Robert Novak

WASHINGTON, D.C. -- Overwhelming repudiation of President Pervez Musharraf by Pakistan's voters did not immediately dilute the Bush administration's support for him. On the contrary, the first election returns were barely in Monday night when the U.S. government began pressing victorious opposition leaders not to impeach the former military strongman.

Publicly, State Department spokesman Tom Casey reminded that Musharraf "is still the president of Pakistan" and expressed hope "whoever winds up in charge of the new government would be able to work with him." Privately, U.S. diplomats pushed hard against any effort to dislodge the now retired army general who had just suffered public rejection, unprecedented in Pakistan's 60 years, from the office he retained last year by nefarious means.

The United States had guessed wrong again in pinning hopes on an authoritarian, anti-democratic foreign leader. Musharraf follows the pattern of South Korea's Syngman Rhee, the Shah of Iran and Ferdinand Marcos of the Philippines, all of whom went into exile after public rejection. But Musharraf remains "our man in Islamabad," counted on by Washington to battle Islamist terrorists -- including Osama bin Laden -- despite his inconstant effort.

Foggy Bottom's stubborn policymakers are frozen in an irrelevant mindset, dating back to their effort last year to broker a shared partnership between Musharraf as president and the assassinated Benazir Bhutto as prime minister. In her posthumous memoir ("Reconciliation: Islam, Democracy and the West") published this week, Bhutto detailed Musharraf's perfidy in reneging on power-sharing agreements made with her in two meetings last year. Instead, he engineered his election as president by a lame-duck parliament, purged the judiciary, imposed martial law and refused to resign from the army until virtually forced by Washington.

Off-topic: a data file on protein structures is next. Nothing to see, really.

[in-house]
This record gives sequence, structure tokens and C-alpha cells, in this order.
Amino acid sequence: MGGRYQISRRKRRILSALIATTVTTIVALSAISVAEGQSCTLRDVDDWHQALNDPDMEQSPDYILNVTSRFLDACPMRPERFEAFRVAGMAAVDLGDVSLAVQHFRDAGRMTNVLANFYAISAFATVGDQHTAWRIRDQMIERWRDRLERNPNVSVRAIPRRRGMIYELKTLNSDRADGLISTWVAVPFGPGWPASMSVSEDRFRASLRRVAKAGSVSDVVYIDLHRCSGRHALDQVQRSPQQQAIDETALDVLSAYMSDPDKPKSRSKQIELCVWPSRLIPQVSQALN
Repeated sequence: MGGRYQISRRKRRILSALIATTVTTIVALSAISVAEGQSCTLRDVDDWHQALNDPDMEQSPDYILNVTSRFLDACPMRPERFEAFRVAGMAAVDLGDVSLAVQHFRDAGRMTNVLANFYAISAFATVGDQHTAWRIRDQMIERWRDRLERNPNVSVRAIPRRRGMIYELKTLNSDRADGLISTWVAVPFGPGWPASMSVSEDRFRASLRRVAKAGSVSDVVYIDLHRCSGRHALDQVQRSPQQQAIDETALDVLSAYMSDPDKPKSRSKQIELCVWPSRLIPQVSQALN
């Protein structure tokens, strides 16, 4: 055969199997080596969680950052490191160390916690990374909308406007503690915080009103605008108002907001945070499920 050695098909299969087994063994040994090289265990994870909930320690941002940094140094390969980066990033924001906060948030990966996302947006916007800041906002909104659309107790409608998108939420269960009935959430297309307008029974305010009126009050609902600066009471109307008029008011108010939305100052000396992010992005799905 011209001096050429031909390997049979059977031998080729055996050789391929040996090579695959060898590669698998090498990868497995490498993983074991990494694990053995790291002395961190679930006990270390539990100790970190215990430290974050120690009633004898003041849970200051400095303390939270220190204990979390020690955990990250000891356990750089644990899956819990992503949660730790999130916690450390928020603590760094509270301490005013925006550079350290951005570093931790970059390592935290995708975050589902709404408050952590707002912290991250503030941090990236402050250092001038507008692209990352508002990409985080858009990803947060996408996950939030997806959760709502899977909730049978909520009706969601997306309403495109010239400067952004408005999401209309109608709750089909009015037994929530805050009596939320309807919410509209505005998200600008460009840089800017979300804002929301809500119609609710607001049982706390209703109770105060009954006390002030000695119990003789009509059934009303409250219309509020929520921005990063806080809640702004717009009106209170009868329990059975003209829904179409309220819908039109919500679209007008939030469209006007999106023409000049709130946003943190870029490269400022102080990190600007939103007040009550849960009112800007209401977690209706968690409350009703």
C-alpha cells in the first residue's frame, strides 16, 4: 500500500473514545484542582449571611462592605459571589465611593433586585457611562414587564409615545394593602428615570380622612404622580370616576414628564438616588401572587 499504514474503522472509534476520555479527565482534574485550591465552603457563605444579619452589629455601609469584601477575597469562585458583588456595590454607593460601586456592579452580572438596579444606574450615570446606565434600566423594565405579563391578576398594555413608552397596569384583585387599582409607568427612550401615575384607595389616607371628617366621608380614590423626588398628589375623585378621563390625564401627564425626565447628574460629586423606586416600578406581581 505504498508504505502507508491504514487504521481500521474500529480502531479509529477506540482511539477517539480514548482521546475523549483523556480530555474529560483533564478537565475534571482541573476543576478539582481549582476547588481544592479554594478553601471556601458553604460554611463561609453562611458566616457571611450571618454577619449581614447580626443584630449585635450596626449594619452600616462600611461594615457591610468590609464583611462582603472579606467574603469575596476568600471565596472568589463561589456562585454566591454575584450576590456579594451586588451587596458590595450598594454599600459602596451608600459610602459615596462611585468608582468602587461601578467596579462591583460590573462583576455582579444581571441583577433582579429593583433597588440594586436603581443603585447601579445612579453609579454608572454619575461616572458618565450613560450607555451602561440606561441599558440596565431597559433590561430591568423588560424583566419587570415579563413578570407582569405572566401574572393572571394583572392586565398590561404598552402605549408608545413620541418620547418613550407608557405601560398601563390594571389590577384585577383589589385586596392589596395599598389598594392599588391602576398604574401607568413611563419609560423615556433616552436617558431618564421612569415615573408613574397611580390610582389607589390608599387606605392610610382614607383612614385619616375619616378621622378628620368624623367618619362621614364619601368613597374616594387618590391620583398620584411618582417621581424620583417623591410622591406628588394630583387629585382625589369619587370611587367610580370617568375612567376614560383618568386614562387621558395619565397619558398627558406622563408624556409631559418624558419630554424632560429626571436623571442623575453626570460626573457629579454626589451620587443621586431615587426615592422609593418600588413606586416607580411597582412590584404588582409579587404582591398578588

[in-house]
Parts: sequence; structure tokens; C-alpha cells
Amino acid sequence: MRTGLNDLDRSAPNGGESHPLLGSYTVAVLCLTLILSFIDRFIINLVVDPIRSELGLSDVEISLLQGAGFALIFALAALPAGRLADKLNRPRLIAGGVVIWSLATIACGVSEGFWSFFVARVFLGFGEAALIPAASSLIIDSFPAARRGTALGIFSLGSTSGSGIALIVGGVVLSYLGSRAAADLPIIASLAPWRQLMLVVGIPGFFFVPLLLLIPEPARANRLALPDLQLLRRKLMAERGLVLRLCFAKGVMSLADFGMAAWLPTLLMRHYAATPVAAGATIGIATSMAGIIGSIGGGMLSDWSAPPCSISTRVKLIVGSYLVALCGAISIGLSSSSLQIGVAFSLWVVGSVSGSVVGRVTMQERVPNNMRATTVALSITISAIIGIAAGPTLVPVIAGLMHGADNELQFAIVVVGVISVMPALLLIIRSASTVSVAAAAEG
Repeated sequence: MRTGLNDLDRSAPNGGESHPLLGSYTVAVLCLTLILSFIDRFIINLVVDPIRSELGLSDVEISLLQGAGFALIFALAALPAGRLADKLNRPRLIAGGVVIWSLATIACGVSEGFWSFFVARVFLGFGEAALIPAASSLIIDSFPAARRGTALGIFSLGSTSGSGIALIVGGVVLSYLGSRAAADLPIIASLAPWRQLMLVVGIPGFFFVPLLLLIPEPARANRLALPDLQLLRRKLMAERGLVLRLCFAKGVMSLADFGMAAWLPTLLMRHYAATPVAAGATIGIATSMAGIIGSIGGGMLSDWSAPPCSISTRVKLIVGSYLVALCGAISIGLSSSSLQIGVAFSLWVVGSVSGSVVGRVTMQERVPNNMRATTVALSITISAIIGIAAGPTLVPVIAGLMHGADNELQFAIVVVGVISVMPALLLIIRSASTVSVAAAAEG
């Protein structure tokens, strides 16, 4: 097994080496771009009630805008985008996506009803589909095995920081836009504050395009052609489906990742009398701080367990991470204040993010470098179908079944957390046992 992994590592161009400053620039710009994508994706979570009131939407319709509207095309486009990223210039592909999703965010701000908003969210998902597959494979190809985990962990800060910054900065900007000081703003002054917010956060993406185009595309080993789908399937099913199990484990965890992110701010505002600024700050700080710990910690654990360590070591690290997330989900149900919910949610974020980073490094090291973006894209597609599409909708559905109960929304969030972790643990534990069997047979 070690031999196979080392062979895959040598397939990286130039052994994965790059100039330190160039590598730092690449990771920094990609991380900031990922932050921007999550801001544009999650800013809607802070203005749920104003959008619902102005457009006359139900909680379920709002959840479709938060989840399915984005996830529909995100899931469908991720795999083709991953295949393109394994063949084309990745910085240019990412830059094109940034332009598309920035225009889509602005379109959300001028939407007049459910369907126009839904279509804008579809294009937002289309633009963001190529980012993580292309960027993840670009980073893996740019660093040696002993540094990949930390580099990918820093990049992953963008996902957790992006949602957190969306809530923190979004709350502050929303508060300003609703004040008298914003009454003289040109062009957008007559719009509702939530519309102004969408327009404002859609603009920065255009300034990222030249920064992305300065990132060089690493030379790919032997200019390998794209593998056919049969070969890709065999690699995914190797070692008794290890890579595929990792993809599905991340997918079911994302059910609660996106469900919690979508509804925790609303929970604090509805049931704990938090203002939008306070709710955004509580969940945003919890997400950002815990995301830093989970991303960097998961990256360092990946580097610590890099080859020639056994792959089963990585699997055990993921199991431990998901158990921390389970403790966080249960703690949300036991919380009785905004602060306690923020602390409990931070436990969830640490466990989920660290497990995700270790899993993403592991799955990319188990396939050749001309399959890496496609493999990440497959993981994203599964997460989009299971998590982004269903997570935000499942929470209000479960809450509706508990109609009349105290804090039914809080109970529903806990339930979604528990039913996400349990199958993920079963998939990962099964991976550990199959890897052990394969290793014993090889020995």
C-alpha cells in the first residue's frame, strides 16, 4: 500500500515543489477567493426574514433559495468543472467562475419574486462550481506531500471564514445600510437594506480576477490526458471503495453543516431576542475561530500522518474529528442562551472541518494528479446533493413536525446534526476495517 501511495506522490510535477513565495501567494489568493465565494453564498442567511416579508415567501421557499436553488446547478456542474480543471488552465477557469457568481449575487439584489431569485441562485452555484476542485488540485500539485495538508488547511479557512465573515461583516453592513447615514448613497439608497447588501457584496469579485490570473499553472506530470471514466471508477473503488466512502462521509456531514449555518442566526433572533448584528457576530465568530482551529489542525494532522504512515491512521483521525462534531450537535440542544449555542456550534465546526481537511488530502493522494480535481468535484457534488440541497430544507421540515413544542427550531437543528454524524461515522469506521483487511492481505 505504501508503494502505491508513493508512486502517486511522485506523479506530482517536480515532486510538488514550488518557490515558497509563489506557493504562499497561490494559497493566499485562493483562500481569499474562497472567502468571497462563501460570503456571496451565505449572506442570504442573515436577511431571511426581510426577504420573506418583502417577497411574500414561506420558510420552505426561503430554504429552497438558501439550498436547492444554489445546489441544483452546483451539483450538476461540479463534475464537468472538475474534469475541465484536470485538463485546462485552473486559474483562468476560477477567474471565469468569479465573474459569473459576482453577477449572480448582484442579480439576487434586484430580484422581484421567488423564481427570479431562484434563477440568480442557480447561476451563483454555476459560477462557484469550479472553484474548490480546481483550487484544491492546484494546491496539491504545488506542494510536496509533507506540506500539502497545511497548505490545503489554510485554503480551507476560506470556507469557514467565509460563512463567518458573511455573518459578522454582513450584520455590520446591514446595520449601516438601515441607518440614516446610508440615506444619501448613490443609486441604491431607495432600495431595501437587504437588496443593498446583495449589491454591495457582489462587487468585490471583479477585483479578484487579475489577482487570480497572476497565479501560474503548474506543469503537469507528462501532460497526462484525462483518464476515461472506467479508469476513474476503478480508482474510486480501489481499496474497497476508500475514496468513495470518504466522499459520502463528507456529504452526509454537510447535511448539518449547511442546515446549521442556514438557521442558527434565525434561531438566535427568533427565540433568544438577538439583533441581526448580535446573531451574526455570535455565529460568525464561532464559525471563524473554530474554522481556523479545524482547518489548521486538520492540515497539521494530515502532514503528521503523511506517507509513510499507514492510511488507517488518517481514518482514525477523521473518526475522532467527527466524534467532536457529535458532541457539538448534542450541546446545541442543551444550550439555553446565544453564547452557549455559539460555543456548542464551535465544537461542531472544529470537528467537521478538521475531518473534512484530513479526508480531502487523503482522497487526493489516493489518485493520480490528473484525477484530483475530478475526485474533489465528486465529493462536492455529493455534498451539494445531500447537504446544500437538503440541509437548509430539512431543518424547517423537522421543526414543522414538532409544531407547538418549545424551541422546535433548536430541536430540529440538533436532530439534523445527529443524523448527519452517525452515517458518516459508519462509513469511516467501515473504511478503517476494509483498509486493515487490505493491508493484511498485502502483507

Since Bhutto's murder, Assistant Secretary of State Richard Boucher has antagonized Pakistan's opposition leaders by insisting Musharraf was committed to a "good" election while in fact voting rolls were being rigged. Minimal election-day vote fraud is attributed to Musharraf's weakness rather than strength. The army refused its cooperation needed to really steal votes. According to Pakistani sources, the army high command was alarmed that Musharraf's unpopularity had undermined public esteem for the military.

Robert Novak

Robert Novak (1931-2009) was a syndicated columnist and editor of the Evans-Novak Political Report.

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